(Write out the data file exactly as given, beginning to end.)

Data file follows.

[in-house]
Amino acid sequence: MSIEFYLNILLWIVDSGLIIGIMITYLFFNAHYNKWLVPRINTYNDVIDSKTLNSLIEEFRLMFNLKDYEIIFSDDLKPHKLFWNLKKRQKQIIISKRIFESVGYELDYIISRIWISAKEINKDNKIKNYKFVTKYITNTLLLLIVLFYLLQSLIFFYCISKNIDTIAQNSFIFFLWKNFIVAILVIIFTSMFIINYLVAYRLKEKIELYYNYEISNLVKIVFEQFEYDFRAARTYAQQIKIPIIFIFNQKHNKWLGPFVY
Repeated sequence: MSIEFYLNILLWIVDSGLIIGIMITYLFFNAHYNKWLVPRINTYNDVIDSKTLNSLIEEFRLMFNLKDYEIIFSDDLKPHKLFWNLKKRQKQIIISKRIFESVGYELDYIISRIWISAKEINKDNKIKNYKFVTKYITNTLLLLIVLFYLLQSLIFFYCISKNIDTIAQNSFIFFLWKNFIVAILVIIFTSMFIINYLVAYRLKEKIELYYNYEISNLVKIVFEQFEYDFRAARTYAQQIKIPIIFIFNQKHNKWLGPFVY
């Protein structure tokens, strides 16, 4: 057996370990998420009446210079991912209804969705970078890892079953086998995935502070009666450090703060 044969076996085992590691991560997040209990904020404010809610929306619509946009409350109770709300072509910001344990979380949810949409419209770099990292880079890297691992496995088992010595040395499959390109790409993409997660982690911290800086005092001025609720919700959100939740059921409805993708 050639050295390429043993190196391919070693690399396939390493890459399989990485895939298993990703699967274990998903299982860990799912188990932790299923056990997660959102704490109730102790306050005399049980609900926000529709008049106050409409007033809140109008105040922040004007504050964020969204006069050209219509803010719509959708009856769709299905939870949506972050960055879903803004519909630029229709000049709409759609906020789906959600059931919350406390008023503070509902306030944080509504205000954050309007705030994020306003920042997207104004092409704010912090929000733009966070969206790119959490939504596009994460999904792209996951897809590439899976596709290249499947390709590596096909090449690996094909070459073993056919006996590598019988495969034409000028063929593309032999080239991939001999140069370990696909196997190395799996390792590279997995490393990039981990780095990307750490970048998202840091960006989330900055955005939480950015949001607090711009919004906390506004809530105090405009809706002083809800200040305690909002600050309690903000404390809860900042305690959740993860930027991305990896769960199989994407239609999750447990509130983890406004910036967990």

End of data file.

[in-house]
Amino acid sequence: MSIEFYLNILLWIVDSGLIIGIMITYLFFNAHYNKWLVPRINTYNDVIDSKTLNSLIEEFRLMFNLKDYEIIFSDDLKPHKLFWNLKKRQKQIIISKRIFESVGYELDYIISRIWISAKEINKDNKIKNYKFVTKYITNTLLLLIVLFYLLQSLIFFYCISKNIDTIAQNSFIFFLWKNFIVAILVIIFTSMFIINYLVAYRLKEKIELYYNYEISNLVKIVFEQFEYDFRAARTYAQQIKIPIIFIFNQKHNKWLGPFVY
Repeated sequence: MSIEFYLNILLWIVDSGLIIGIMITYLFFNAHYNKWLVPRINTYNDVIDSKTLNSLIEEFRLMFNLKDYEIIFSDDLKPHKLFWNLKKRQKQIIISKRIFESVGYELDYIISRIWISAKEINKDNKIKNYKFVTKYITNTLLLLIVLFYLLQSLIFFYCISKNIDTIAQNSFIFFLWKNFIVAILVIIFTSMFIINYLVAYRLKEKIELYYNYEISNLVKIVFEQFEYDFRAARTYAQQIKIPIIFIFNQKHNKWLGPFVY
């Protein structure tokens, strides 16, 4: 057996370990998420009446210079991912209804969705970078890892079953086998995935502070009666450090703060 044969076996085992590691991560997040209990904020404010809610929306619509946009409350109770709300072509910001344990979380949810949409419209770099990292880079890297691992496995088992010595040395499959390109790409993409997660982690911290800086005092001025609720919700959100939740059921409805993708 050639050295390429043993190196391919070693690399396939390493890459399989990485895939298993990703699967274990998903299982860990799912188990932790299923056990997660959102704490109730102790306050005399049980609900926000529709008049106050409409007033809140109008105040922040004007504050964020969204006069050209219509803010719509959708009856769709299905939870949506972050960055879903803004519909630029229709000049709409759609906020789906959600059931919350406390008023503070509902306030944080509504205000954050309007705030994020306003920042997207104004092409704010912090929000733009966070969206790119959490939504596009994460999904792209996951897809590439899976596709290249499947390709590596096909090449690996094909070459073993056919006996590598019988495969034409000028063929593309032999080239991939001999140069370990696909196997190395799996390792590279997995490393990039981990780095990307750490970048998202840091960006989330900055955005939480950015949001607090711009919004906390506004809530105090405009809706002083809800200040305690909002600050309690903000404390809860900042305690959740993860930027991305990896769960199989994407239609999750447990509130983890406004910036967990």